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How Much Should You Spend on a Treadmill!

December 28th 2005

How Much Should You Spend on a Treadmill!

Treadmill

This time of year treadmill sales soar for primarily two reasons:

  1. People commit to a New Years resolution to get back into shape.
  2. Fanatic runners are faced with sucky winter weather and have to move their workouts outdoors.

But buying a treadmill can be complex and confusing. Like cars, there are countless models, and the question is, do you buy the equivalent of a Yugo or a Mercedes.

There are two important factors to consider when you compare treadmills:

 
  • Match your budget with your fitness level
  • Your weight and height
  • Desired Treadmill Features
 
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What Should You Budget

Like most items you purchase, the model you prefer will probably cost more than you imagined. If you go to a mass retailer like Walmart or Costco you will notice a number of treadmills in the $200-$500. Some are not even motorized. These are what I consider throw away treadmills. The come with a short-lived 90 day warranty. That's because most of them will not function more than 90 days.

If you want a treadmill that will last for the duration, and provide you with a challenging workout, this is my recommendations. For walking you want to spend a minimum of approximately $1,000. This will buy you a solid and stable model that will come with a one year service warranty, a minimum 2 years parts and 10 year motor warranty.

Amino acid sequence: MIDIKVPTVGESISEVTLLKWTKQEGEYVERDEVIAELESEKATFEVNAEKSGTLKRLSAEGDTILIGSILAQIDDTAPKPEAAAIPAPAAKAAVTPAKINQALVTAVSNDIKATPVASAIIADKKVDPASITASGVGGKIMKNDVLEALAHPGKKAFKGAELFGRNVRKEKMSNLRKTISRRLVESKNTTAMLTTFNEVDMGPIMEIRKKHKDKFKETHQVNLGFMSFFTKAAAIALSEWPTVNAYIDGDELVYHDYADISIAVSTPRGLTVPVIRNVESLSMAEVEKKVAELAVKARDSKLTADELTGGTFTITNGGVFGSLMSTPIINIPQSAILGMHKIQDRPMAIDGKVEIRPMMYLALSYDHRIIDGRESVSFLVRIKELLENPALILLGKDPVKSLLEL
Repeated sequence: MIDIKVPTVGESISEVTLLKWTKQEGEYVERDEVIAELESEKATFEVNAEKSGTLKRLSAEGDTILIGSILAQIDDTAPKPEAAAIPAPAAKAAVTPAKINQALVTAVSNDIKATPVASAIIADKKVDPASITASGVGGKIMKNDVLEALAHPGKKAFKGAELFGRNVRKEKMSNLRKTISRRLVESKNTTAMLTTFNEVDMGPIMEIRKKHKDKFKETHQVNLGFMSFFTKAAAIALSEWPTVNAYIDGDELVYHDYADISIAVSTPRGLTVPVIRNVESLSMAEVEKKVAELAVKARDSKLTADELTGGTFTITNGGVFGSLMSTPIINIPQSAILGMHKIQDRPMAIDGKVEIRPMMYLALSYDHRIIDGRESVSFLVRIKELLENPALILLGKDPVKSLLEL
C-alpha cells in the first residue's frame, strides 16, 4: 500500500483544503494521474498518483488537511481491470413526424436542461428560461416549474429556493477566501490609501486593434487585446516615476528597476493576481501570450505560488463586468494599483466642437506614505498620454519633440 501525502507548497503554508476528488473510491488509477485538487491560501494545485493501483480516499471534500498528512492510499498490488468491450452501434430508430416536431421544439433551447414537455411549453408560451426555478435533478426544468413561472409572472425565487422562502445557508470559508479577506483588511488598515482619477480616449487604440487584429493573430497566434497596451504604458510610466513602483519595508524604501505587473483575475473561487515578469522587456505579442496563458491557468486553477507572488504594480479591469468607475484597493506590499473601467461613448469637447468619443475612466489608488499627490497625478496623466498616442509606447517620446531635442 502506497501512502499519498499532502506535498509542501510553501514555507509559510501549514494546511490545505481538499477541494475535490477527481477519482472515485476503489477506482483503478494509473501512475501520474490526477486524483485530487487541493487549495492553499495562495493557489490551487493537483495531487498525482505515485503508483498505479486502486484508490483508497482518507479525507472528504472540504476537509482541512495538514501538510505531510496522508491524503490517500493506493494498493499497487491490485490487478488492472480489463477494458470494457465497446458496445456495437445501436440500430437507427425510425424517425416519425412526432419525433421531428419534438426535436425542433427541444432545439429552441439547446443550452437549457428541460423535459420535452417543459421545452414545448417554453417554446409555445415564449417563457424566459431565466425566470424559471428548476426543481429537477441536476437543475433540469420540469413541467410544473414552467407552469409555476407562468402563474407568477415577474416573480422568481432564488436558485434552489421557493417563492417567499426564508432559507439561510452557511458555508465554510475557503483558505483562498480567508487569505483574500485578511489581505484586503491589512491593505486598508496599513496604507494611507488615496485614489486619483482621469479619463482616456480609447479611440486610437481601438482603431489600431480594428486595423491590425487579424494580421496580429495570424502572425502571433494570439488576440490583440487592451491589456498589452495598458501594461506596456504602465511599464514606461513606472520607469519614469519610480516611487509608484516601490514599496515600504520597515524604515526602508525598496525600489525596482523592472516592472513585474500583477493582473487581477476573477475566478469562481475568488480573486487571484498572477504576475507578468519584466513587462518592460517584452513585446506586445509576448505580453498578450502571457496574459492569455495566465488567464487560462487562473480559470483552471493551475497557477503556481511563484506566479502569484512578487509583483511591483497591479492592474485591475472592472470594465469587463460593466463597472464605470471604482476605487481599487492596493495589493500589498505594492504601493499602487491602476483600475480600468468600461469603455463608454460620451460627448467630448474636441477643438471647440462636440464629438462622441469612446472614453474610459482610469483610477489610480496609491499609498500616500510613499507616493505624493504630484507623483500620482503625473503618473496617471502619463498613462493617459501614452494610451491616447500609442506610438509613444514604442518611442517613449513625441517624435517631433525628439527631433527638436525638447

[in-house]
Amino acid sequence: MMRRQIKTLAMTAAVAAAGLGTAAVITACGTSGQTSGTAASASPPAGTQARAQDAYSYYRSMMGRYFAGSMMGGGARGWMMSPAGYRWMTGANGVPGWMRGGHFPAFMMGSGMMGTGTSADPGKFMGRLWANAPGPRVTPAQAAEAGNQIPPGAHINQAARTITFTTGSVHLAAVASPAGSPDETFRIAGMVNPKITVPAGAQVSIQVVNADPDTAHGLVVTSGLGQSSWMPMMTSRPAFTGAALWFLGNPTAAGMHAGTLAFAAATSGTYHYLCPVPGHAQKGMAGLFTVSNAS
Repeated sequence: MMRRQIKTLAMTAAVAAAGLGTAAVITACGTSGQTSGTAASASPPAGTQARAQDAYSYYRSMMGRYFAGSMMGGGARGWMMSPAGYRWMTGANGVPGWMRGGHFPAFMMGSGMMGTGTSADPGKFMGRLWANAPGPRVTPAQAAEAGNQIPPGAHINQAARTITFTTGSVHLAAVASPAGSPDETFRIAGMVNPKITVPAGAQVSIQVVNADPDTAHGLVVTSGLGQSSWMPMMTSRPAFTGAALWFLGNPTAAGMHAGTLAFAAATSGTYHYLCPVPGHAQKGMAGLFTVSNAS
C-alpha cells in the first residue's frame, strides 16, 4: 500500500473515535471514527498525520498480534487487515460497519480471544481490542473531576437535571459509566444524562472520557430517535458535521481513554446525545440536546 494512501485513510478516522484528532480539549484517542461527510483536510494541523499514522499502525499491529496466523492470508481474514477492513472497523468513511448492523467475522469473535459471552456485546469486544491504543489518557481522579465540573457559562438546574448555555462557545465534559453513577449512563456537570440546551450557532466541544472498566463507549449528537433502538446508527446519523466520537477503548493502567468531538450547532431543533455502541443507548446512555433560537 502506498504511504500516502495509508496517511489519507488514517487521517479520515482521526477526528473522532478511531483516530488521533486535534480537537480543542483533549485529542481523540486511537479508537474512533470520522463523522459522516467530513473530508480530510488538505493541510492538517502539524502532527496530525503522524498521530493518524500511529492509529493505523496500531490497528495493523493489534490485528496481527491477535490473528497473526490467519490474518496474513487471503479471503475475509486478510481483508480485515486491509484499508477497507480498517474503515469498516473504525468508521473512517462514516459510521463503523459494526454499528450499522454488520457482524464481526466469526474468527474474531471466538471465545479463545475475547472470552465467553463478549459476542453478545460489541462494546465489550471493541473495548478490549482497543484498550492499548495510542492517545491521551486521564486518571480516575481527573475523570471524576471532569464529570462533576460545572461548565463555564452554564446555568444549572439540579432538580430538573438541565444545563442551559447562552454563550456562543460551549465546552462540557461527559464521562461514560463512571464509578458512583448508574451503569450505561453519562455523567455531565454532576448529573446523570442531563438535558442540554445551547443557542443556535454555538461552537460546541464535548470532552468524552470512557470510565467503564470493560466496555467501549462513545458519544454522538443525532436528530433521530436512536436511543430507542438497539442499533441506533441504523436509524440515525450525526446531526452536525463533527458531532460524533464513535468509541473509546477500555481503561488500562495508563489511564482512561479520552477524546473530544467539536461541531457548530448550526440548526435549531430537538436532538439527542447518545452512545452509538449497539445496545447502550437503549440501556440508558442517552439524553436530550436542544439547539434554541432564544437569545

If you are a jogger or runner then I recommend you start at the $1,500 range. A model at this price will include a 20" wide belt, a minimum 2.5 continuous duty horsepower motor and is overall built with quality components.

For serious runners start at the $2,000 range. You will get a treadmill that has a longer deck for sprinting and interval training. The motor is powerful enough to handle continual use at a high level. The deck and the belt are designed for constant pounding. Models over $2,000 generally have a generous warranty.

Your Weight and Height

Both the weight and height of a treadmill user should determine the model you are considering. For example, heavier users will require a more powerful motor and a reasonably thick deck. I worked for a company that compromised on the thickness of the decks on their low-end models and guess what? Some cracked. The deck should be a minimum of ¾".

The perfect motor for a treadmill is one that does not strain. It should work effortlessly, otherwise it will eventually burn out and generally be noisy. And you do not want to replace a motor, especially after the service warranty has run out.

When comparing treadmill motors you want to go by the horsepower of the continuous duty, not peak horsepower. Peak horsepower is the maximum horsepower a treadmill can reach. Continuous-duty horsepower is a measure of sustained power during regular use. The continuous motor power is what is consistently delivered during heavy usage over an extended period of time.

Since peak horsepower is usually significantly higher than a motor's continuous capability, continuous horsepower better helps you determine which treadmill will accommodate your intended exercise use. Generally speaking, the larger the motor the more powerful it can operate at a continuous rate.

 

Below is our recommendation for treadmill motors. If you are extremely overweight you should consider adding another .5 horsepower per category.

  • Walking 2.0 continuous duty HP +